Will Johnson’s path back to Canadian national team not an easy one


Orlando City midfielder Will Johnson (4)and Toronto FC forward Ryan Telfer (54) battle for control of the ball during first half MLS action in Toronto on Friday, May 18, 2018. (Nathan Denette/CP)

Canada Soccer threw a lot of people for a loop earlier this year when it fired men’s team coach Octavio Zambrano and replaced him with John Herdman.

Few saw this coming, including members of the Canadian men’s squad and the women’s team, who Herdman coached from 2011 to 2018. With most people still in a state of shock, Herdman quickly went to work, talking with players on the men’s side, anxious to get their feedback on the state of the program and what improvements they feel should be made.

His longest conversation, close to two hours over the phone, was with Will Johnson. That Herdman spent so much time with Johnson, a 31-year-old native of Toronto, was hardly a surprise. The veteran midfielder has scored four goals in 43 appearances for Canada (38 as a starter) since making his national team debut in 2005. Johnson has seen more than most other players on the Canadian roster, and he offered a frank evaluation of the national team set-up during his chat with Herdman.

“He’s all in. His attention to detail, for sure, is what stood out from talking to John. The questions he asked and the answers he gave me when I asked him stuff, and the conversation we had was in-depth. It was at a level that I haven’t seen before with the national team. He’s going to leave no stone unturned in pursuing his vision. The way he talks, and the way he carries himself is impressive,” Johnson recently told Sportsnet.

For his part, Herdman was equally impressed with Johnson.

“I love his honesty. He’ll say it how it is. I was able to dig a little deep and understand some to the things that he’d like to see change. … What I loved about it was that he was brutally honest. There was no bulls**t. I think what he got back from me was exactly the same. It was one of those conversations where both guys just told it how they saw things,” Herdman told Sportsnet.

Johnson hasn’t represented his country since last June, when he turned out for Canada in a friendly against Curacao in Montreal. He was invited by Herdman to take part in a training camp in Spain ahead of the Reds’ exhibition game against New Zealand back in March. Instead, he turned down the invite so that he could focus on his MLS commitments with Orlando City, where he’s started in 12 of the team’s 13 games this season.

“I’ve said it to him, that the door is going to stay open for him. With Will, he’s a very experienced player, at club and country level. He’s a consistent pro in MLS, and he’s someone I’ve watched and will continue to watch closely,” Herdman admitted.

Johnson maintains he remains committed to playing for Canada, should he get the call again, but for now his top priority is Orlando, where he’s been used as right fullback this campaign.

“I like the challenge of defending, and learning a new position. It’s been a baptism of fire. It’s been a fun ride so far,” Johnson said.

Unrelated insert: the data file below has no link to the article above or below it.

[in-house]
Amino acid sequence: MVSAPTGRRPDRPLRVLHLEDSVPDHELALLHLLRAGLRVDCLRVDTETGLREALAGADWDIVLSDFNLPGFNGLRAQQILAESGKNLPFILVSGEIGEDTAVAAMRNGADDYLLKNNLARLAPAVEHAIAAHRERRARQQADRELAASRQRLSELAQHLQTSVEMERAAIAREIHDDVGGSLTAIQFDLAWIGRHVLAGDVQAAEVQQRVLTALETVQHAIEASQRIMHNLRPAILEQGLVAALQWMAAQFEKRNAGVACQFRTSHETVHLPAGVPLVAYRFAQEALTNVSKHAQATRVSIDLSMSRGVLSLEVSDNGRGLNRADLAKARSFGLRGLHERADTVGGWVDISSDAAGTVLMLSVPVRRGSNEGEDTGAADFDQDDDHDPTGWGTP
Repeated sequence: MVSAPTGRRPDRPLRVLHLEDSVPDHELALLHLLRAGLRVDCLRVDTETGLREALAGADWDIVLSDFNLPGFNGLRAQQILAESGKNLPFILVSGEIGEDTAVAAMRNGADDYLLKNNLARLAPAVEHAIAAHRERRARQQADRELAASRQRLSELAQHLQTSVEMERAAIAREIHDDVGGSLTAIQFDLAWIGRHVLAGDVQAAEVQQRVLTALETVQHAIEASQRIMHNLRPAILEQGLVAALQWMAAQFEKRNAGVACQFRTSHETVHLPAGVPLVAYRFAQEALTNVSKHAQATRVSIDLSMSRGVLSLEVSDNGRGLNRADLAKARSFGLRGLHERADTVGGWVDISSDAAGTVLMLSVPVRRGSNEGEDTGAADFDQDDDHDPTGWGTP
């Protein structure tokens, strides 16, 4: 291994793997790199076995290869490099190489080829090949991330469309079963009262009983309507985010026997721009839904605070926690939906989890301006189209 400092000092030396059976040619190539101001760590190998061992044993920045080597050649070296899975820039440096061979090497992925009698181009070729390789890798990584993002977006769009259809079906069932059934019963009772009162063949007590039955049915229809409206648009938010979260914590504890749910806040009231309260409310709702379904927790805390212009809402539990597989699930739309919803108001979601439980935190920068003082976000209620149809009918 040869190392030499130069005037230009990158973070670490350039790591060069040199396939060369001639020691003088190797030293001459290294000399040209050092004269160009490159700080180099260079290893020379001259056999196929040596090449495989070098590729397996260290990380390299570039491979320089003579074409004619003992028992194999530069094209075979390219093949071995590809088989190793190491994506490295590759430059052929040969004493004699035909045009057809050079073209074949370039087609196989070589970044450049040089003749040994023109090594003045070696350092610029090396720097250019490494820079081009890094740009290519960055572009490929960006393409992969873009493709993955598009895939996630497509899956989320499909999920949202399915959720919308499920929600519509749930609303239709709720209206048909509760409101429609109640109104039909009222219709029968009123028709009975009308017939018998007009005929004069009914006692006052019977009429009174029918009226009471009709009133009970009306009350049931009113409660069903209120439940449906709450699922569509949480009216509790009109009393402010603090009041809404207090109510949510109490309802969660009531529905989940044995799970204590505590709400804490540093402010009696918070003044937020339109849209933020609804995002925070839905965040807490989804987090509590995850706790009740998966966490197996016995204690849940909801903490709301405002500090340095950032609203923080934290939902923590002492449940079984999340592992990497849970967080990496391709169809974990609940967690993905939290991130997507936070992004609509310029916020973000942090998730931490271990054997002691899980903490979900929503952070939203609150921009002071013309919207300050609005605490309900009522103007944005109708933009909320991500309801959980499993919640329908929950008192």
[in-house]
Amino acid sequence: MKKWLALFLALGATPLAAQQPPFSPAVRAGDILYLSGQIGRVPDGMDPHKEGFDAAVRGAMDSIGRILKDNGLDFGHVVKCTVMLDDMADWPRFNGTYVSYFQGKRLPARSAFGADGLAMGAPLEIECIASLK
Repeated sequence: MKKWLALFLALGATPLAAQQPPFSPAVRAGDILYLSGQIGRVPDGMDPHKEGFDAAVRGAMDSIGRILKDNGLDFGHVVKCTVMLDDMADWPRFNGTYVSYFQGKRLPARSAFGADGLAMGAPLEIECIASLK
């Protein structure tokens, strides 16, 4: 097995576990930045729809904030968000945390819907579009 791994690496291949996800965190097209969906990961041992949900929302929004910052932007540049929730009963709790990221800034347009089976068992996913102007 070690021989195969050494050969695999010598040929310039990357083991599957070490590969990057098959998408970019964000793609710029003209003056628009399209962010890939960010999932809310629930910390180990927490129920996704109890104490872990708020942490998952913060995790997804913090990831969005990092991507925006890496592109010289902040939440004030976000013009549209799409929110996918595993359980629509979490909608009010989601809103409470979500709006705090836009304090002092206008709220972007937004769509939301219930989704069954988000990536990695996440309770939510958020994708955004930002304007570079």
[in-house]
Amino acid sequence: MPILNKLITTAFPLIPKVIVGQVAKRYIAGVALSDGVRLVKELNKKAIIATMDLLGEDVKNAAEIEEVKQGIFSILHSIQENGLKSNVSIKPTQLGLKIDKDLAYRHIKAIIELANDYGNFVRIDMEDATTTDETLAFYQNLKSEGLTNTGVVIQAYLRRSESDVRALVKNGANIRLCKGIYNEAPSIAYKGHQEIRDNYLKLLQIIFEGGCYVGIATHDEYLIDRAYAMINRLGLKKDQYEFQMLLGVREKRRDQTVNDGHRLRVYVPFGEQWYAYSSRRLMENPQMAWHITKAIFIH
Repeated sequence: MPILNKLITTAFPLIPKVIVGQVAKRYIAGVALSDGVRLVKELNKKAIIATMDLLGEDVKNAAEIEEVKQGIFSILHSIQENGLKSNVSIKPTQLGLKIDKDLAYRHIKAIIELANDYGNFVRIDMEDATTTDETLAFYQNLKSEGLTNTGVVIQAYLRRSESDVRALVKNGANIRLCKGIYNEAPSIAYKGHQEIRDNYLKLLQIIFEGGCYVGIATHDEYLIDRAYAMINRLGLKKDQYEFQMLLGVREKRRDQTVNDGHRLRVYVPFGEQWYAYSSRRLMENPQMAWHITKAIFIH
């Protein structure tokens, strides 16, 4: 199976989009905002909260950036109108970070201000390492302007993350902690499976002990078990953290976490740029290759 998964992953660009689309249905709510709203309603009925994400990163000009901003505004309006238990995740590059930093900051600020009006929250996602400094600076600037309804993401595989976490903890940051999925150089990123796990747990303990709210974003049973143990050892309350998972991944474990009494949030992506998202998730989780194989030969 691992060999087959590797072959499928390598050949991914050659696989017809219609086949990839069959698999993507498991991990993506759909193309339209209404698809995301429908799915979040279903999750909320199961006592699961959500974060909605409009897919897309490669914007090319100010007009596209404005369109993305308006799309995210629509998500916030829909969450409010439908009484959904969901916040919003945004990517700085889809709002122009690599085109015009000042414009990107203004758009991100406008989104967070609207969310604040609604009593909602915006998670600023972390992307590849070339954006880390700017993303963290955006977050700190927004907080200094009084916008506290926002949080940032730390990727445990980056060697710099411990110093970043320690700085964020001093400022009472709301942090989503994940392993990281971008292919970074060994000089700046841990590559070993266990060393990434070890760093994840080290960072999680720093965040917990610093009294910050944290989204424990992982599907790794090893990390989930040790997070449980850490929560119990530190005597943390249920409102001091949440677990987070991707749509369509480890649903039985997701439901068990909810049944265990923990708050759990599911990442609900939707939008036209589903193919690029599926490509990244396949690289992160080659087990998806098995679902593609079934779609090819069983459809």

Johnson’s path back towards the national team isn’t an easy one, though. He feels the Canadian player pool is deeper than it’s ever been, giving Herdman a greater number of options from which to choose.

“John has a good opportunity [to succeed] because we’ve got all these good young players coming through. There’s so many good young Canadian players who are fun to watch, and I think we’re close to turning the corner here,” Johnson enthused.

“I want to be back [for Canada]. I feel John is an honest man, and he’s going to take the best guys. Competition for the squad is what we need. We need to select the top 23 Canadian players. We can’t pick players based on reputation, or potential. We need to pick the guys who are in form and are going to get the job done for Canada.

“If John feels I’m one of those guys, I will answer the call. If he doesn’t, I will cheer on the younger generation,” Johnson stated.

Whether Herdman will recall Johnson remains to be seen. However, a potential return to the national team does raise an ethical issue.

Last September, Johnson was arrested on a misdemeanour domestic battery charge stemming from an incident with his ex-wife Caroline. The couple was in the process of going through a divorce at the time. Major League Soccer suspended Johnson pending investigations by the league and the Orlando Police Department.

Johnson ended up missing five games for Orlando and was later reinstated by MLS after a criminal investigation by the Orange County Sheriff’s office ended with the prosecution deciding not to pursue charges, provided he completed a 26-week domestic violence counselling program. MLS also conducted its investigation into the incident, and concluded that the evidence did not “establish that Johnson physically assaulted his wife,” but that his “overall conduct the night of the incident was not consistent with league policy.”

Johnson now shares custody of his daughter Arabella and son Jaxx with his former wife. He said both children are doing great, and that he’s firmly focused on being a father outside of his duties for Orlando City. He added that there’s a lot of speculation surrounding the incident with his ex-wife, but that he knows “what really took place.”

Should Johnson be disqualified from representing Canada in light of what happened? It’s a question that Sportsnet posed directly to Herdman.

“I think we’re a country of forgive and forget. There’s a couple different sides to the story, but from what I know of it, no charges were pursued. Will has moved on from the situation. From my side, if there was something there, if he was found guilty or if he was still under investigation, morally it wouldn’t be right for him to represent Canada. But there isn’t anything there at this point,” Herdman answered.


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